Strange because the UK pursued a really harsh lockdown policy and yet they've had this recent one over Xmas - are environmental (weather) factors a factor? There's a lot about this thing that we still don't know.

As I've also said in the past, we can't predict how the virus would have behaved in the open community here in Australia because it wasn't allowed to run rampant - all in the ether.

Sorry Don, but the UK didn't pursue a "really harsh" lockdown policy, the UK was totally half arsed and never got serious about border closures. Their lockdown was just about stopping the hospitals from overflowing...ours was an elimination strategy even though the government initially denied it.

Of course we will never know 100% how the virus would have behaved in Australia if it was left to run, but we did have a glimpse...several...last year when the virus got into just a couple of aged care facilities and wreaked havoc.

I really didn't like the lockdowns, especially the second wave lockdown and it was a tough time for me. There have been lasting health and economic effects on people that I know, but I think the response was the lesser of two evils: no one I know died from COVID.

An old one but a good one:



https://youtu.be/VJrm8V5KmPs
A most instructional video, I hope that puts an end to the lone dopey voice coming from South Australia that COVID-19 is "just the flu"!
lsrailfan
I know you mean Don, but I am from South Australia too, I was going to leave this go, but since your comment I am feeling in a corrective mood...

Nope, totally different viruses, influenza is what brings the seasonal common cold, COVID-19 is from SARS 2 Viruses, but do keep on trying Razz
lsrailfan
No, no it doesn't, the common cold is generally a rhinovirus, sometimes a coronavirus of one form or other, sometimes it can be a influenza virus, but usually influenza virus brings ... influenza.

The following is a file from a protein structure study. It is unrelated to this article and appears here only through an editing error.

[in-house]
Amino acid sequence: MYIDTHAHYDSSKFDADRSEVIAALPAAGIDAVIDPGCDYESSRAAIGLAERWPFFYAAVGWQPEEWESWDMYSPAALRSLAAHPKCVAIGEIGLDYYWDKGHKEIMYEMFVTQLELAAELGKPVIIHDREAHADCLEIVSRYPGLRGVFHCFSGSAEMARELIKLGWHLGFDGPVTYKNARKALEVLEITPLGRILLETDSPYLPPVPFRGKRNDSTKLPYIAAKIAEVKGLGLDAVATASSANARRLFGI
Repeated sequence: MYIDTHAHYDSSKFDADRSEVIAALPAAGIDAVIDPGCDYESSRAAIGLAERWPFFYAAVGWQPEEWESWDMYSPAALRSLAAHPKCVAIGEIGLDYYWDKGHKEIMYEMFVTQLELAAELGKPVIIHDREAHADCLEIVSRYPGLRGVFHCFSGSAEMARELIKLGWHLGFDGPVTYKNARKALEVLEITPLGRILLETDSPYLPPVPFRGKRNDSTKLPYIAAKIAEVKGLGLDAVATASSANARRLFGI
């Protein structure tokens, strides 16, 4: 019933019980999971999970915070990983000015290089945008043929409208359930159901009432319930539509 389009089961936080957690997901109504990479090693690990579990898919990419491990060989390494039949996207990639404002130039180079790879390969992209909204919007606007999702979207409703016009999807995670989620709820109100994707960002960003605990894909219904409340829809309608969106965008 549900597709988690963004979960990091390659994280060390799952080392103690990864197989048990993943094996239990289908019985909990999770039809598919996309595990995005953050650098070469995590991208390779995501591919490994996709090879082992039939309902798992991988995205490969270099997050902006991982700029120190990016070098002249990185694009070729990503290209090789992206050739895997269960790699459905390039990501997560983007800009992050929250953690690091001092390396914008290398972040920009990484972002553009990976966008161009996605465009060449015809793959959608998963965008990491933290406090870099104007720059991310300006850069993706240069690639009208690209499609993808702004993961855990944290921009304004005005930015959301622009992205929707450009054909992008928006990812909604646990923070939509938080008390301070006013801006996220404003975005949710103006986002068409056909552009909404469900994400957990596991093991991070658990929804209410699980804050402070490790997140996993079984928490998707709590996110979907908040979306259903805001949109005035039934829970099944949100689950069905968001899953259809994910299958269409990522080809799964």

As you say Covid-19 is a coronavirus, but it is closer to a cold virus than you realise, influenza is the odd one out of the three.
  lsrailfan Chief Commissioner

Location: Somewhere you're not
The decision was made in Australia 12 months ago that they didn't want to risk the virus running around in the community like they did in some other countries and that they'd much rather shut down all 'hazardous' activities until they knew it was no longer around. We didn't have recurrent events like they did in Europe and the United States - with the notable exception of Victoria.

Strange because the UK pursued a really harsh lockdown policy and yet they've had this recent one over Xmas - are environmental (weather) factors a factor? There's a lot about this thing that we still don't know.

As I've also said in the past, we can't predict how the virus would have behaved in the open community here in Australia because it wasn't allowed to run rampant - all in the ether.

Sorry Don, but the UK didn't pursue a "really harsh" lockdown policy, the UK was totally half arsed and never got serious about border closures. Their lockdown was just about stopping the hospitals from overflowing...ours was an elimination strategy even though the government initially denied it.

Of course we will never know 100% how the virus would have behaved in Australia if it was left to run, but we did have a glimpse...several...last year when the virus got into just a couple of aged care facilities and wreaked havoc.

I really didn't like the lockdowns, especially the second wave lockdown and it was a tough time for me. There have been lasting health and economic effects on people that I know, but I think the response was the lesser of two evils: no one I know died from COVID.

An old one but a good one:



https://youtu.be/VJrm8V5KmPs
A most instructional video, I hope that puts an end to the lone dopey voice coming from South Australia that COVID-19 is "just the flu"!
I know you mean Don, but I am from South Australia too, I was going to leave this go, but since your comment I am feeling in a corrective mood... ,

Nope, totally different viruses, influenza is what brings the seasonal common cold, COVID-19 is from SARS 2 Viruses, but do keep on trying Razz
No, no it doesn't, the common cold is generally a rhinovirus, sometimes a coronavirus of one form or other, sometimes it can be a influenza virus, but usually influenza virus brings ... influenza.